With Writer’s Workshop, teachers typically organize a one-hour workshop so that at least half of the time is devoted to writing, peer conferences, and writer-teacher mini-conferences. Properly managed, the writer-teacher mini-conference can be a key ingredient to the success of developing writers.
Here are some tips to make the most out of Writer’s Workshop Mini-Conferences and some great attachments, links, and free downloads as well. Make sure to pass along this article to one of your favorite colleagues or your department.
Writer-Teacher Mini-Conference Procedures
- Not every student needs to be seen every day. Use a Status of the Class chart to plan conferences in advance.
- Walk the room to complete your planned mini-conferences and supervise student behavior. Briefly eavesdrop on any peer conferences as you circulate.
- Make students responsible for completing the Status of the Class. Students can certainly x-off the box below their names on the Status of the Class chart after they complete their mini-conference. Some teachers use pocket charts labeled with the stages of the writing process (brainstorming, pre-writing, drafting, peer response, revision, editing, publishing) and students are responsible for placing name cards in the pocket that matches the stage where they are working that day.
- Keep mini-conferences brief. More frequent conferences tend to work better than less frequent conferences, so shorter conference times mean that the teacher will be able to meet with students more often.
- Establish a focus for your mini-conferences. Traditional Writer’s Workshop devotees favor a student-centered inquiry approach, asking thought-provoking questions such as What are you working on? Can you read me some of what you’ve got? How do you think your writing is going? Can you read me some of what you’ve got? How can I help? These are all fine, but I tend to be more directive, so I announce to the class at the beginning of Writer’s Workshop “I will be focusing my conferences on _________ today, so be prepared to discuss this focus and share a writing sample that reflects this focus in our conference.” The daily focus could be any step of the writing process or any of the 6 Traits of Writing. Often, I tie the focus of the mini-conference into the focus of a recent mini-lesson to get more bang for my teaching and coaching bucks.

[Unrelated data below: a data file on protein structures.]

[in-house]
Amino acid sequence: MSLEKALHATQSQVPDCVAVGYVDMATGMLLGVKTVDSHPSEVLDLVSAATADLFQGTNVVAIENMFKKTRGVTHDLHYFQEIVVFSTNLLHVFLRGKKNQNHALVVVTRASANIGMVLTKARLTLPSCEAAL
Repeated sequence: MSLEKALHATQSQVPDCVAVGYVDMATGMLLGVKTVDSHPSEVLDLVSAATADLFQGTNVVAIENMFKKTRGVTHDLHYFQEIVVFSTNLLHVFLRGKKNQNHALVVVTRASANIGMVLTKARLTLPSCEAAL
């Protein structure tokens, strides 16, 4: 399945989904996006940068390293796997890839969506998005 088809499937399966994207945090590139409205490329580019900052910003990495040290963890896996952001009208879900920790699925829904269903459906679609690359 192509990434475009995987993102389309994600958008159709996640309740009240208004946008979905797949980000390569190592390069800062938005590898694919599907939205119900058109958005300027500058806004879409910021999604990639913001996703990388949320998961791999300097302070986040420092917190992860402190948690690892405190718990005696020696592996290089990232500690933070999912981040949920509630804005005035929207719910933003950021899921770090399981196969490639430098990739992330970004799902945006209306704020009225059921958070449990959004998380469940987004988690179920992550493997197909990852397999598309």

- Establish a system of accountability for your conferences. Let students know that you have high expectations of them. I award participation points for my mini-conferences.
- Allot some of your mini-conference time each day for students to ask you questions and get your coaching feedback on issues of their own writing. During this time, I sit at my desk and students line up with their writing in hand. Tell your students that only three students can be in line at one time for a student-teacher writing conference. You want students to spend most of their time writing, not waiting in line. Sometimes having writing down the students’ names on the board or a “take a number” system is a good way to manage a conference order and keep the students on-task.
- Some Writer’s Workshop teachers do not write on student papers; I do. To be efficient (and train students for higher education), I teach students the common editing marks. Download my set of Writing Posters (which include these editing marks), if you wish. I do suggest marking only a few mechanics (punctuation and capitalization) and spelling issues per visit.